I have to say, I'm starting to find the obsessive "what did Geithner/Obama know and when did he know it" line of questioning a little tedious. Yes, it's worth establishing a rough chronology so we know if public officials are telling us the truth. But the endless preoccupation by my colleagues in the media--when did the Fed tell Treasury, when did Treasury tell Geithner, when did Geithner tell Obama--is getting a little ridiculous. This just wasn't a huge substantive mistake. It was a small substantive mistake--we're talking about a tiny fraction of the $200 billion we're floating AIG here--and a huge political mistake. I'm just not sure how helpful it is to reconstruct the genesis of a political mistake in painstaking detail when we've got these huge substantive issues to deal with.

This graf in this morning's Washington Post contribution to the genre (which is actually one of the better, more level-headed accounts out there) kind of gets at the absurdity of it all:

During this period, Geithner's primary concern was keeping the financial system from collapsing, a source said. The compensation packages for AIG employees were hardly, if ever, brought up, another source said. Other staff members at the Fed and Treasury were in charge of the compensation issues and only briefed Geithner, sources familiar with the matter said. Once nominated for the Treasury post in December, Geithner recused himself from affairs related to specific firms. [emphasis added.]

I mean, however you feel about what Geithner knew about the bonuses and when he knew it, you have to concede that his far bigger concern throughout this time was preventing the global economy from self-immolating. As a substantive proposition, how much would we even want a Treasury secretary to focus on $165 million in bonus money while there were hundreds of billions of dollars in bailout money flowing to AIG and other companies? Doesn't seem like that would be a particularly good use of his time beyond a certain point.

The problem, of course, is that if you don't mind the politics of a situation like this, it can quickly cripple your efforts to do anything else. But, again, that's a reason for the press to treat it like a political fiasco ("please tell the American people what you're doing to make this right") not a substantive fiasco (Watergate-style badgering). The coverage seems to me a lot more in line with the latter than the former.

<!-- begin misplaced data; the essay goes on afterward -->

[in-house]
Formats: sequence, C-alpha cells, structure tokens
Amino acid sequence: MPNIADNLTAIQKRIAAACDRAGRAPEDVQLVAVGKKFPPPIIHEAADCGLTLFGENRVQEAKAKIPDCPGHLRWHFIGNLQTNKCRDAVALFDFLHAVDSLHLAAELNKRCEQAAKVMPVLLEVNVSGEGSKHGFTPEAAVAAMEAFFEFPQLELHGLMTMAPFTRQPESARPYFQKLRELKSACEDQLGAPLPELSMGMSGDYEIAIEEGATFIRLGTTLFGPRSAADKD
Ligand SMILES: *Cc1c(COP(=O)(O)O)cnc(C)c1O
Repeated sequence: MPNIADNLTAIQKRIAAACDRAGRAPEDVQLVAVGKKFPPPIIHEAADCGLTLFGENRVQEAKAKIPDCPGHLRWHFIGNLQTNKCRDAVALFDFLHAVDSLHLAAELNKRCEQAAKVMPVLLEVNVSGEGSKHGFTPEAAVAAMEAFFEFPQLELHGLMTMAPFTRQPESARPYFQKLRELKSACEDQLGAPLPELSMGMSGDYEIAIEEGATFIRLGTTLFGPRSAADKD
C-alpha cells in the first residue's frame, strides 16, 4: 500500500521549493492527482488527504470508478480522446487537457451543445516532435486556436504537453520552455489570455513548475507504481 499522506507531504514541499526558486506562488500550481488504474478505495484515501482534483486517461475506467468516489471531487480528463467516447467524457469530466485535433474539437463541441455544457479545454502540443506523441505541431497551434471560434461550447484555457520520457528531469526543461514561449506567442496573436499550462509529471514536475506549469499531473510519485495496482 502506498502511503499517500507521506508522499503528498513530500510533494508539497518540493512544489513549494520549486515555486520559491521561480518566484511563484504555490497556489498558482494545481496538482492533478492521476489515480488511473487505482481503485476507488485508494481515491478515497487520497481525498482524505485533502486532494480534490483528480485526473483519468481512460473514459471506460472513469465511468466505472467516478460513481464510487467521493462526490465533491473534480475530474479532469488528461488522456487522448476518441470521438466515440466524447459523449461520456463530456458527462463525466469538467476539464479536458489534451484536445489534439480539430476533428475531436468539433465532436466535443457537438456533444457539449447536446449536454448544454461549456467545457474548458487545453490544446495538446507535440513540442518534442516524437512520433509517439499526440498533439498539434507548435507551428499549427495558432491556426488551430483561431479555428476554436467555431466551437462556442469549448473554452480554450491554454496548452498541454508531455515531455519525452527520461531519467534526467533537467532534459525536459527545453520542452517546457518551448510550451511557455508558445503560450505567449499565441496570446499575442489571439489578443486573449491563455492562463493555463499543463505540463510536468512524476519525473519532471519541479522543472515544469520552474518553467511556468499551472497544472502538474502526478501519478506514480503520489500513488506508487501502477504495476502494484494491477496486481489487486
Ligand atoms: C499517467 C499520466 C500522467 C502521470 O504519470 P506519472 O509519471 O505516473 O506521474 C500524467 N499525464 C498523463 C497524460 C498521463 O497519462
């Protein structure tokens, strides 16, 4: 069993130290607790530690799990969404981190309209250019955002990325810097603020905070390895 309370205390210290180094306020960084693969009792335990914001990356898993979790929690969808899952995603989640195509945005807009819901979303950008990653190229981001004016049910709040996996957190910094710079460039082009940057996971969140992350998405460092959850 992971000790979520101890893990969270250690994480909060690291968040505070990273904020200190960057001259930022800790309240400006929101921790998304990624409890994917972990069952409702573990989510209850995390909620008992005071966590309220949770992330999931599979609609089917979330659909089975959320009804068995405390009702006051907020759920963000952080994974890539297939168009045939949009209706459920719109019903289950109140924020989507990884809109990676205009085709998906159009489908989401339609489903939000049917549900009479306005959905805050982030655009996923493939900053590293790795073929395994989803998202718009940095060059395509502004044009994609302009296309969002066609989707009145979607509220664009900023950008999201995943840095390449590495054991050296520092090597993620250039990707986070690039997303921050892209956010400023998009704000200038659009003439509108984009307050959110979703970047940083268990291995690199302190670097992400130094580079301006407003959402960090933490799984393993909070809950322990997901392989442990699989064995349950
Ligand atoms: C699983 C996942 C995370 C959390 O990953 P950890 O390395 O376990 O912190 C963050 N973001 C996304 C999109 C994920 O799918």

As for the explanation part, one potential cause of the problem occurred to me as I read the WaPo account: The government officials in charge of dealing with AIG are mostly apolitical--which is to say, precisely the kinds of people you'd expect to miss the significance of a radioactive development like the bonus payments. The Post reports that:

The Fed officials did not anticipate the political firestorm that would erupt over the bonuses, a senior government official said. "They clearly underestimated the matter," the source said.

Of course they underestimated the matter! They're a bunch of wonks and technocrats. The Fed doesn't have many staffers or political appointees attuned to these considerations. It mostly consists of economists, financial geeks, regulators, etc. The whole point of the Fed is that it's insulated from public opinion. For its part, while Treasury typically employs a bigger cadre of political hands, a lot of those jobs haven't been filled yet (or weren't when this was going down). In the interim, Treasury has relied disproportionately on career staff--very much in the mold of their technocrat cousins at the Fed.

Don't get me wrong--I love these people. But, to put it mildly, they're not the folks I'd want doing my political trouble-shooting.

A final quick point, also from the WaPo piece: It sounds like the Fed has had about enough of being scapegoated:

While declining to answer questions about the AIG bonuses, Fed spokeswoman Michelle Smith said in a statement: "The Fed and Treasury officials have coordinated closely on all aspects of the U.S. government's support for AIG during this extraordinary period."

The implicit message here seems to be: Don't tread on us, because we'll send the blame right back in your direction. I'd take it to heart if I were involved in the situation.

--Noam Scheiber